"On the wisdom bus heading into town
I'll pay the fare to be a believer
I've rode imagination straight into the ground
And I gotta know what I gotta know by now"
Okay, so poor-ish start, you might think, what's next in the CD pile? Hold on, don't stop reading just yet: my faith in Emm Gryner was restored once "Wisdom Bus" started playing - talk about catchy. Not in an immediate, Top 40 dance hit stylie, though, another slow-burner but one that you know is good from the off and which takes a few more listens to truly sink in. Don't be deceived by the subdued opening though, which sounds like a rattlesnake preparing to strike - or even when the first verse slides in with hardly a whisper - there's both a lyrical and a vocal storm brewing. Dave Genn's guitar work is absorbing pretty much from this point onwards, not because of the power or energy, totally the opposite - it's exquisite, gentle and soothing where it matters, emphasis only being added to the choruses and even then the muted accompaniment works really well. Emm takes up some of the slack instead, with unexpected alterations in emphasis and power - whilst she's nowhere near shouting or screaming, it's on a much broader canvas than the previous track. Be warned - once the chorus comes in, its insidious arrangement will stay with you for ages, the multi-talented Ms Gryner playing Wurlitzer, bass and piano. Her primary instrument is the latter but she's equally at home on the others - although it's the sudden change in clarity and purpose throughout this track that really forces the issue on "Wisdom Bus", plus the vocal range she deftly demonstrates towards the denouement. It's a song about the artist wanting to know everything about the mysteries of the world right now, about an unfulfilled wonderment - well, the "sense of wonder" here is only too evident. There's a refinement that's precise but pleasing, a pace that's strident but unhurried and an arrangement that is mature but still challenges the listener. Like "Hello Aquarius", it's not going to win fans over to Emm Gryner immediately, but those who persevere may, like me, end up summoning the chorus in their head at the most unexpected times of day.
"I used to be infectious
Now I feel a continent away
Chasing the ghost that haunts you
Has nothing to do with you today"
If you've heard of Emm Gryner before, chances are it's because of this track. In the remote recesses of my mind, I seem to recall "Summerlong" getting some airplay on daytime UK radio or maybe that's just my imagination playing tricks on me. Whatever the truth, this is arguably the most radio-friendly song on "Public" and certainly the most accessible. Whilst the intro shares the fate of the two preceding tracks in that its fairly muted, here Emm has included a commentary on a summer-long romance set against some quite sparse backing for the opening half-verse. Once the guitars crash in, though, she discards the downbeat opening for a frothy, uplifting rhythm, which almost seems out of character. It's not that Emm Gryner doesn't do "happy" - she's clearly not Aimee Mann - instead she has this knack of wrapping disappointment and frustration up in arrangements that point the listener in completely the opposite direction. "Summerlong" is a case in point: it's about how she let go one of her most important relationships - clearly a milestone event and one that you'd think deserved a much more sombre take than she's given it here. Mind you, Emm's conscious of the underlying theme throughout - strip the song down, and you're aware that she's hurting inside, plenty of raw emotion coming through loud and clear via her heartfelt vocals and the jabbing intensity of the lyrics. She seems to reach a point where it all gets too much for her - thus the "Now the summer's gone and I think I'll end my song, 'cause something feels wrong" finale. And no, I'm not becoming senile just yet - "Summerlong" did receive plenty airplay at the turn of the century, I checked!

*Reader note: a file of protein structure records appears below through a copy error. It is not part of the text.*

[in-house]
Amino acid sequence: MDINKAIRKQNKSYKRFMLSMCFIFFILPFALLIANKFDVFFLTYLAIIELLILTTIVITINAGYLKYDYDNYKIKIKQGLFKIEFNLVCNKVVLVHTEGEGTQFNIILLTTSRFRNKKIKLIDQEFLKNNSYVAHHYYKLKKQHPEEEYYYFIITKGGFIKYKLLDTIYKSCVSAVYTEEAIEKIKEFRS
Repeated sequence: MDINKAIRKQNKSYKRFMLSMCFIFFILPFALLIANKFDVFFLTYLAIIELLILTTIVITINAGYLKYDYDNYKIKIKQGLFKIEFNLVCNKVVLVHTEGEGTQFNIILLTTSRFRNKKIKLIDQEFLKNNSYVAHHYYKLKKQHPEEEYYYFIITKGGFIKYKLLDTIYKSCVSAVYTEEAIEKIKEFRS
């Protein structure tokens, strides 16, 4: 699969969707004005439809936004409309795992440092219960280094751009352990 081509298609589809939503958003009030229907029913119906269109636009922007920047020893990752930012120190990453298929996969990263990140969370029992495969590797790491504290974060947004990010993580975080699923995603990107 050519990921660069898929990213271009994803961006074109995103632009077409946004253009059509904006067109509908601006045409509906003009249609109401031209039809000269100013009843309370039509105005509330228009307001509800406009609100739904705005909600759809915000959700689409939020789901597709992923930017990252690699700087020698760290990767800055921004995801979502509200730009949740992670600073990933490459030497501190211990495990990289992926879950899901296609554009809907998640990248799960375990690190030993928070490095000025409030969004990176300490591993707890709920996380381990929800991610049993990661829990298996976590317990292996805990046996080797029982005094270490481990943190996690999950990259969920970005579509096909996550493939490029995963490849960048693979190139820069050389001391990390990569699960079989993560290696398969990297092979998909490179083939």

Death Is A New Day
"If I called you a dead man I might survive
Dancing to your favourite rock songs in my spare time
Every other thing that breathes goes up against you
They try to scrape you from my skin but they always lose"
"Death Is A New Day" seems to have stolen the sombreness and sobriety that should have belonged to "Summerlong" - Emm's rendition of this moving ballad relies almost totally on her regret-laden vocals and a barely-noticeable acoustic guitar to set the scene. If you've made it to the end of the first verse without sharing in some or all of her depressive state, then clearly you're bullet-proof. Attempts by Dave Genn's electric guitar to drag the song out of her flat-lined but strangely emotive delivery during the first chorus don't success in terms of the second verse, but by the end of the song, sheer weight of effort prevails - there's a chink of sunlight here and there, Emm picking herself and her voice up a little with the promise that there's light after the darkness, aided by some delicious distorted guitar. What's all the more surprising is that she reaches this conclusion at all - there's so much expended beforehand that she's almost as limp as a wet dishcloth by this point. She's on record as saying the album is about going through break-ups and rejections but not being prepared for them - this song basically encapsulates that description. You might think that "Death Is A New Day" is something to avoid at all costs, then - no chance, this is no "by the numbers" ballad but a song that creeps up on you, one that you wonder why you didn't pick up on it sooner. Just call it another reason why you can't pin Emm Gryner down to a particular description, nor quite pigeonhole her into a certain group of similar artists.
"A corporate nightmare on a Sunday night
A grown-up reminder that I am still alive
I don't need another friend, maybe you do"